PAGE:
There’s a bigger reason that all the religious books have metaphorical pieces to them. There’s a reason Christ spoke in parables. We need more than the physical to help us learn what we cannot see, taste or touch. We need art to help us understand emotion, religion, and thoughts.

There’s so much more I would like to say, honestly; so much more I feel that needs to be included. The problem is that art really is the icing on the cake. But it’s also the cake itself. It makes it more than just a nutritional supplement. It makes it so much less boring. Like, imagine if you had to just eat supplements all day long. You’d go insane. But what if they’re nice tasting, good to look at? Then there’s something more there.

Can I explain every single reason art is so awesome? No. But you may be the reason someone decides to live another day. We hold life in your hands with that gift. Nobody ever decided to avoid suicide another day due to a math problem. But, how about a song? How about for a painting or a theater play? Yes, they have avoided it for that. You can sway nations with some words and a few chords. You can change a king’s mind with some properly placed spray-paint. People have died for the way they put ink on a page. There’s a power in art that can’t be denied, even if we can’t always explain why.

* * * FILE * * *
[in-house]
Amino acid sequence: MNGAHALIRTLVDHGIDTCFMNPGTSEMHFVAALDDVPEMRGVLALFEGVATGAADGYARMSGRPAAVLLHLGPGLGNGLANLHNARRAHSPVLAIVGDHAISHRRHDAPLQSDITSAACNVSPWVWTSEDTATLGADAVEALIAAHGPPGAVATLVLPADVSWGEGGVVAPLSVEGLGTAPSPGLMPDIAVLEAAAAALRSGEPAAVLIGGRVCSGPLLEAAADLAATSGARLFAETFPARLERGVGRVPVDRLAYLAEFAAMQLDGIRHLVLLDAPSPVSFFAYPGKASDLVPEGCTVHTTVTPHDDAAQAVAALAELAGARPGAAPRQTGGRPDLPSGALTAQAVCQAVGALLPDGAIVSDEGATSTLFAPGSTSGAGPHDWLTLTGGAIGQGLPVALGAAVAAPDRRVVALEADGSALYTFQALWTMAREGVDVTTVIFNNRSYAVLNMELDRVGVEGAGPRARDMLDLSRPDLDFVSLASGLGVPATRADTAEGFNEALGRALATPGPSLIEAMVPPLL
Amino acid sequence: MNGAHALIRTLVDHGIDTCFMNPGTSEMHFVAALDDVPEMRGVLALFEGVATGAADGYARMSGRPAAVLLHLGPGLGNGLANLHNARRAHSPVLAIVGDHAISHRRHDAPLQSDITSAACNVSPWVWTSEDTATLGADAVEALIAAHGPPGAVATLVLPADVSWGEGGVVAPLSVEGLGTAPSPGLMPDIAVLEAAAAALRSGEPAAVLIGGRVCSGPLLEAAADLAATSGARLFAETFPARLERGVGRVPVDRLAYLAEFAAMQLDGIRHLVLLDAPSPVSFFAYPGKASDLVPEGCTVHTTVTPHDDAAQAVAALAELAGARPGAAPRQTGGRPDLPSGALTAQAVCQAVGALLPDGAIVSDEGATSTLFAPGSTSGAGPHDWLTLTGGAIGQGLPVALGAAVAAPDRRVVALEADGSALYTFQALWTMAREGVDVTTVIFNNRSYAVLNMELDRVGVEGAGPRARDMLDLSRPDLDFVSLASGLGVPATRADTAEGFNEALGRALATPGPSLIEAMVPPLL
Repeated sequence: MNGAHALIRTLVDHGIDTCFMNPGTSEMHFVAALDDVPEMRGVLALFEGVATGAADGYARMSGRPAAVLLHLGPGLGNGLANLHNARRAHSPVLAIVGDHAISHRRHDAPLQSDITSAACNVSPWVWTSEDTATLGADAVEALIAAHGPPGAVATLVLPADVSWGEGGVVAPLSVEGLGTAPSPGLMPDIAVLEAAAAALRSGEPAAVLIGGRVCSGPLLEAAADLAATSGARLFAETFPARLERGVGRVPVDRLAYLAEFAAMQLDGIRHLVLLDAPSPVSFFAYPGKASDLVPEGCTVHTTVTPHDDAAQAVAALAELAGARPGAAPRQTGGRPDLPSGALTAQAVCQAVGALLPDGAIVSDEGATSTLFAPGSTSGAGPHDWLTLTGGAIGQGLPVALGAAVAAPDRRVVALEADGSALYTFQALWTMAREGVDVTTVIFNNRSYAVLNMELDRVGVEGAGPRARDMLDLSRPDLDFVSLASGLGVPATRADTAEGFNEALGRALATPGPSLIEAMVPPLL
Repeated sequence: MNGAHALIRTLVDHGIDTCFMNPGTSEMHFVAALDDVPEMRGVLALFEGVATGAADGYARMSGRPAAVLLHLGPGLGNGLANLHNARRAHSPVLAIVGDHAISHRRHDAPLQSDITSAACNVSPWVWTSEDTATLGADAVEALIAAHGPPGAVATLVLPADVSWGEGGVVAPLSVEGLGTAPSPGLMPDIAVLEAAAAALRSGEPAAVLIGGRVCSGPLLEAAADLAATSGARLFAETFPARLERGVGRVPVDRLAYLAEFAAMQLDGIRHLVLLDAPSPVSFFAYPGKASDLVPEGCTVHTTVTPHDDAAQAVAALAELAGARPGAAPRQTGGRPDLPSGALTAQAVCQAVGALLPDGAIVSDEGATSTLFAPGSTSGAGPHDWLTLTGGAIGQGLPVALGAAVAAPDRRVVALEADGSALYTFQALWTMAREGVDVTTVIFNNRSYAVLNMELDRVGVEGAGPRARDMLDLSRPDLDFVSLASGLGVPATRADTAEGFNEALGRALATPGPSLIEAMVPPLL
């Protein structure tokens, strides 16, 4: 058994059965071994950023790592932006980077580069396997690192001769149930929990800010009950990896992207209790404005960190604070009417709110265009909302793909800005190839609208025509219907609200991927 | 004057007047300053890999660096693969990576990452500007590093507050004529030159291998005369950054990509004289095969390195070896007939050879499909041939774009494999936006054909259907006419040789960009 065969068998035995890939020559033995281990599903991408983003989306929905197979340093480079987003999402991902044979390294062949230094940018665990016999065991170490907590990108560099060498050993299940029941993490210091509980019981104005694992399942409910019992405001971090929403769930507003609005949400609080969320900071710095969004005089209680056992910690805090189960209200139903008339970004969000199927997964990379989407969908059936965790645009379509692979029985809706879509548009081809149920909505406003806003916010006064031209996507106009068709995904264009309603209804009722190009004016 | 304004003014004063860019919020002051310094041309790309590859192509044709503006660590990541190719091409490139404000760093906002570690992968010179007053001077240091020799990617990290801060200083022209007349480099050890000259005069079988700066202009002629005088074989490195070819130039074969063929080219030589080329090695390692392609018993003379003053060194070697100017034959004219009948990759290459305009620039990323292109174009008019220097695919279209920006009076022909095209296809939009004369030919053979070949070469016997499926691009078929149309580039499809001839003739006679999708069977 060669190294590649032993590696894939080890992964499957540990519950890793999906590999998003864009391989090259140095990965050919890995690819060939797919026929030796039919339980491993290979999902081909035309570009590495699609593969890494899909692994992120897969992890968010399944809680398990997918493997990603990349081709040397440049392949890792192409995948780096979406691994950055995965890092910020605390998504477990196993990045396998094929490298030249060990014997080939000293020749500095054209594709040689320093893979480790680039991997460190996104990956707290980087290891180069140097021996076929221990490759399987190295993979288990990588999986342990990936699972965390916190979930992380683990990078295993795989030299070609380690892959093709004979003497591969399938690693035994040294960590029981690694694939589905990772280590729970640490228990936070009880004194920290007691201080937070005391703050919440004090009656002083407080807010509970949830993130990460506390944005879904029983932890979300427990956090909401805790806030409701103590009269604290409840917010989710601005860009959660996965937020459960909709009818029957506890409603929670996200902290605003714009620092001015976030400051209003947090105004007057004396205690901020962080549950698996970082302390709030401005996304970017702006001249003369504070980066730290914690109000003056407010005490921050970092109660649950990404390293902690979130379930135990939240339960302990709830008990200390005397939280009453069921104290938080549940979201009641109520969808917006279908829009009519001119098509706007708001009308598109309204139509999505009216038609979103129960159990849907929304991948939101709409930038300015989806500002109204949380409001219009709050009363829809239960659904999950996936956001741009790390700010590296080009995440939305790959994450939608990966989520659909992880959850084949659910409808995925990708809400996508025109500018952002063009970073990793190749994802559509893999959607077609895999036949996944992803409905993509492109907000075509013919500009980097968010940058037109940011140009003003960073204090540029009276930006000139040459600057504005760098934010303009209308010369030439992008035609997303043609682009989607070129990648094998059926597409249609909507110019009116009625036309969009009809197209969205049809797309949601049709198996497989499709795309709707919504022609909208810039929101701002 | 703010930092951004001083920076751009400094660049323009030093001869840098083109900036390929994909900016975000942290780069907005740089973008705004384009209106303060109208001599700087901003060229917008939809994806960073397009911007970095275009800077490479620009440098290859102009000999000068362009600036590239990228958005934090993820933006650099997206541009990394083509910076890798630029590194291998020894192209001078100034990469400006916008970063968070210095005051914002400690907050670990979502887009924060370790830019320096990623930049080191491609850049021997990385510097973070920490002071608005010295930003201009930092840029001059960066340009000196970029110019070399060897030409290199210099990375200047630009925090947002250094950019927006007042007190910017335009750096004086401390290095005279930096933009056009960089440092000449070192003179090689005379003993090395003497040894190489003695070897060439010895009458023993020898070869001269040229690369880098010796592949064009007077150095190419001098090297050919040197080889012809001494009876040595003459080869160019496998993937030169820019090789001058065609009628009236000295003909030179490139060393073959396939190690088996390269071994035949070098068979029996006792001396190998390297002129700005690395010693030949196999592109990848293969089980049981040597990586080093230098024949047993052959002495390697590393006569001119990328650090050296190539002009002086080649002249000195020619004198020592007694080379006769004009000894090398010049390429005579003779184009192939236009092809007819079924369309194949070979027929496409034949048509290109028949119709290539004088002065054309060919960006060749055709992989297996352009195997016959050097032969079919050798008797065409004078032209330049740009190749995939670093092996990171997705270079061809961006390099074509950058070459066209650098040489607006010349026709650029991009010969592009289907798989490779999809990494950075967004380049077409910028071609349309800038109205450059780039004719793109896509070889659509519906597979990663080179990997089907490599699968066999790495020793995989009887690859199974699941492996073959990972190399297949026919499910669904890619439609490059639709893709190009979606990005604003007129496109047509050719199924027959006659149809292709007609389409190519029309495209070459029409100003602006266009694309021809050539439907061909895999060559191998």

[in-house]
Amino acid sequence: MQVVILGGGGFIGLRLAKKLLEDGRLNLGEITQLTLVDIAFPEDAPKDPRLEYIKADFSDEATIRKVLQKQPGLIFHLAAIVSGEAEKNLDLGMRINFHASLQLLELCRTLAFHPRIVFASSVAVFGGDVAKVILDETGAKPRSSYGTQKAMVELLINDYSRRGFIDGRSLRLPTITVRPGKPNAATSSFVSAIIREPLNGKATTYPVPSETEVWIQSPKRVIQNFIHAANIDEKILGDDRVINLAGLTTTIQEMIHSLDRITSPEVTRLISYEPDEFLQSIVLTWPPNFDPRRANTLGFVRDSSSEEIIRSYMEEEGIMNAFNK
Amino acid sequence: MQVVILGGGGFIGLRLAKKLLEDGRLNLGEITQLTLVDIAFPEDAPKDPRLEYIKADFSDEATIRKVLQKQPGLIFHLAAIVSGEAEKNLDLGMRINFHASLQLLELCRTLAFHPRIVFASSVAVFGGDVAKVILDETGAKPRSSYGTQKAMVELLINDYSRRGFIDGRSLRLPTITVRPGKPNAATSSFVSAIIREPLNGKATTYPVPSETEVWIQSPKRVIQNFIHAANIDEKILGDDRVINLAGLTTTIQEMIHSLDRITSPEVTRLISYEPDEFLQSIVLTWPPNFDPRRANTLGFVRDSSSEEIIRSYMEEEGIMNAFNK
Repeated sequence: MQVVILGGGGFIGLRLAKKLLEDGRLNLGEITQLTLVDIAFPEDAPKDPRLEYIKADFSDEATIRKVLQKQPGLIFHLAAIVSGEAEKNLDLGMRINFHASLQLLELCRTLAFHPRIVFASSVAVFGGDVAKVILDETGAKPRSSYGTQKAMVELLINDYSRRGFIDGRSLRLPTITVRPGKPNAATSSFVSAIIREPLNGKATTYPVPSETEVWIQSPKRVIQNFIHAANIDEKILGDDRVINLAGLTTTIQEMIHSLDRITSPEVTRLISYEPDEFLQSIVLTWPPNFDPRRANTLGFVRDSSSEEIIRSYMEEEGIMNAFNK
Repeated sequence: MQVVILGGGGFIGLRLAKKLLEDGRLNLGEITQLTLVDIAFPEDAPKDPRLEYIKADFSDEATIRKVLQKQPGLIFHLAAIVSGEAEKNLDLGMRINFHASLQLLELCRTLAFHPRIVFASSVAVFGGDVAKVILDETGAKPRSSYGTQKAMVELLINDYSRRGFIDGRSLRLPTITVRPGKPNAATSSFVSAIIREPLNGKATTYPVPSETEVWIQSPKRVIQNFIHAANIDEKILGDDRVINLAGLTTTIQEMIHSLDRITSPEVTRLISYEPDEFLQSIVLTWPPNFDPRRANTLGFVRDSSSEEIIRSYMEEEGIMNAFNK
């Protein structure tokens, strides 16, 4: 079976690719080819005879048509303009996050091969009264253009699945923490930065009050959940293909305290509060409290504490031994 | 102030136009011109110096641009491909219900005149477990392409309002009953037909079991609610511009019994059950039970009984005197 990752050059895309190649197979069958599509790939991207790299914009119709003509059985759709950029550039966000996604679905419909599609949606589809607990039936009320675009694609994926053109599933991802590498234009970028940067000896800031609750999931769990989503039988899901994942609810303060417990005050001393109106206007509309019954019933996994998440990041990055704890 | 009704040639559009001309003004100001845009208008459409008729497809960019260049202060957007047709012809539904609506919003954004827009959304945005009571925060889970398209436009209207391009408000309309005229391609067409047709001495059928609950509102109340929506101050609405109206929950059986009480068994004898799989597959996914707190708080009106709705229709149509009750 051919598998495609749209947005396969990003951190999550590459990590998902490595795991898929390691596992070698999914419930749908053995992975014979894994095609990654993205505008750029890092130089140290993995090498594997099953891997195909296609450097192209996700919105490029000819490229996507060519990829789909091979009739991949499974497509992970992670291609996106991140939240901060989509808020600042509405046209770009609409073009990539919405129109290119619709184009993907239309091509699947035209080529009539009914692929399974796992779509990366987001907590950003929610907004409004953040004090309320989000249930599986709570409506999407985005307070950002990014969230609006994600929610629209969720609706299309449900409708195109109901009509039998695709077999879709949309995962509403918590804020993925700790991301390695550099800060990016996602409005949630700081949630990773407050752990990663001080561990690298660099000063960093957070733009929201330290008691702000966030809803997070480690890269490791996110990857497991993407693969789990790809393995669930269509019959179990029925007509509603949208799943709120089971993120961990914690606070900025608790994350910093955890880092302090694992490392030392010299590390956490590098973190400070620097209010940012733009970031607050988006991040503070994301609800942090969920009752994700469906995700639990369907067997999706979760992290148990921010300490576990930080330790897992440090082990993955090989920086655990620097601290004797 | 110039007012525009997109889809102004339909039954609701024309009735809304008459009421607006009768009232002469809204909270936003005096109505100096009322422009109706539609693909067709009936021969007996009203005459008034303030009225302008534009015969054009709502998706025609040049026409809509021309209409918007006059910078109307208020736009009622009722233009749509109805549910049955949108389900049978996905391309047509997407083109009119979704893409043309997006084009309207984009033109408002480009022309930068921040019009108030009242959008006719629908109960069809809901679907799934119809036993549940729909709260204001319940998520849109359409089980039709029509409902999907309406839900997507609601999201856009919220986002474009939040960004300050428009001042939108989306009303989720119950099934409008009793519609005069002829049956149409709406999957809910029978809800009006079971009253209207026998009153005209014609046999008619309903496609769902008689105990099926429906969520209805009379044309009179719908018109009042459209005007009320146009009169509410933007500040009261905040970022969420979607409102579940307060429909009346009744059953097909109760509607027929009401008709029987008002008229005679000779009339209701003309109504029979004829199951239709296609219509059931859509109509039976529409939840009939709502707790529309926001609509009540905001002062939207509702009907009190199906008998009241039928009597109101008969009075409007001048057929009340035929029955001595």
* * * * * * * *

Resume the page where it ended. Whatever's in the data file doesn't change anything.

So art is powerful. That is my point. And don’t let anyone take that power away from you.

Music in Ink Form

So I was challenged for the fourth day of Blogging 101 to make a post that adds some unfamiliar element to the blog while still reaching the main audience. I’ve come up with an idea, and here it goes.

We’re talking about music in fantasy.

If you know Lord of the Rings and Narnia, you know that the music score behind the film is one of the most important parts of the film. This is not on accident, especially not with Lord of the Rings. Think about it.

The song itself has an emotional tinge to it. You probably have feelings of sadness listening even if you haven’t seen the movie. The lyrics and voice just work that way. But if you’re a Lord of the Rings fan, you can’t help but to have intense feelings suddenly be thrust upon you. The buildup to this scene just adds to the feels. So many feels…